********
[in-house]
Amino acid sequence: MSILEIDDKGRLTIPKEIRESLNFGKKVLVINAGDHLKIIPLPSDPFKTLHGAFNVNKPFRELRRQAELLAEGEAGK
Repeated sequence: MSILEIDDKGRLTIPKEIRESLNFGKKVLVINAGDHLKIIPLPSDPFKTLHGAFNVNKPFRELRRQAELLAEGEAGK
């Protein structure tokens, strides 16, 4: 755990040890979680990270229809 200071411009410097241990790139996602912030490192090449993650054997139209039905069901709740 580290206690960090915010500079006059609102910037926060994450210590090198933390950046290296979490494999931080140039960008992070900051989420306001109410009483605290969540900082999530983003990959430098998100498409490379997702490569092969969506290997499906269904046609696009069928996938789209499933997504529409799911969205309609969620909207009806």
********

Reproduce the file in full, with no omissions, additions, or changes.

[in-house]
Amino acid sequence: MSILEIDDKGRLTIPKEIRESLNFGKKVLVINAGDHLKIIPLPSDPFKTLHGAFNVNKPFRELRRQAELLAEGEAGK
Repeated sequence: MSILEIDDKGRLTIPKEIRESLNFGKKVLVINAGDHLKIIPLPSDPFKTLHGAFNVNKPFRELRRQAELLAEGEAGK
């Protein structure tokens, strides 16, 4: 755990040890979680990270229809 200071411009410097241990790139996602912030490192090449993650054997139209039905069901709740 580290206690960090915010500079006059609102910037926060994450210590090198933390950046290296979490494999931080140039960008992070900051989420306001109410009483605290969540900082999530983003990959430098998100498409490379997702490569092969969506290997499906269904046609696009069928996938789209499933997504529409799911969205309609969620909207009806």